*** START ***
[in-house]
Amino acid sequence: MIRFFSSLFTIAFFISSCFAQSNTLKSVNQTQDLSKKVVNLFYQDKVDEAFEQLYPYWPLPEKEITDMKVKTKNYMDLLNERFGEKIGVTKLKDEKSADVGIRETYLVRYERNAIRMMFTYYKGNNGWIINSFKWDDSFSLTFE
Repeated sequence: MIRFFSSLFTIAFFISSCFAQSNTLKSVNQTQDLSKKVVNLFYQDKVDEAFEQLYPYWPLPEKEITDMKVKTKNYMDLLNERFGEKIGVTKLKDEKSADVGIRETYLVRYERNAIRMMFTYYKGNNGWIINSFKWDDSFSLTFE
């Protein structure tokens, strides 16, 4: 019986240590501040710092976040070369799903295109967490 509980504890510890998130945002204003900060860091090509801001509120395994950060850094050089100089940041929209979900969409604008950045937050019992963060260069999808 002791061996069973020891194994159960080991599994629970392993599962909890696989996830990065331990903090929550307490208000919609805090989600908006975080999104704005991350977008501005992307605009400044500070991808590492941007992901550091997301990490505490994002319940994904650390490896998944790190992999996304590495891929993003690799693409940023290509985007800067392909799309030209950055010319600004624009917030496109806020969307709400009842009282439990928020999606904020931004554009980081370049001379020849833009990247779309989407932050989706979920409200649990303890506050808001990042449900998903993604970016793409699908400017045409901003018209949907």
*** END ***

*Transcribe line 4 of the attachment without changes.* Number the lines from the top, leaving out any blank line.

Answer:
């Protein structure tokens, strides 16, 4: 019986240590501040710092976040070369799903295109967490 509980504890510890998130945002204003900060860091090509801001509120395994950060850094050089100089940041929209979900969409604008950045937050019992963060260069999808 002791061996069973020891194994159960080991599994629970392993599962909890696989996830990065331990903090929550307490208000919609805090989600908006975080999104704005991350977008501005992307605009400044500070991808590492941007992901550091997301990490505490994002319940994904650390490896998944790190992999996304590495891929993003690799693409940023290509985007800067392909799309030209950055010319600004624009917030496109806020969307709400009842009282439990928020999606904020931004554009980081370049001379020849833009990247779309989407932050989706979920409200649990303890506050808001990042449900998903993604970016793409699908400017045409901003018209949907």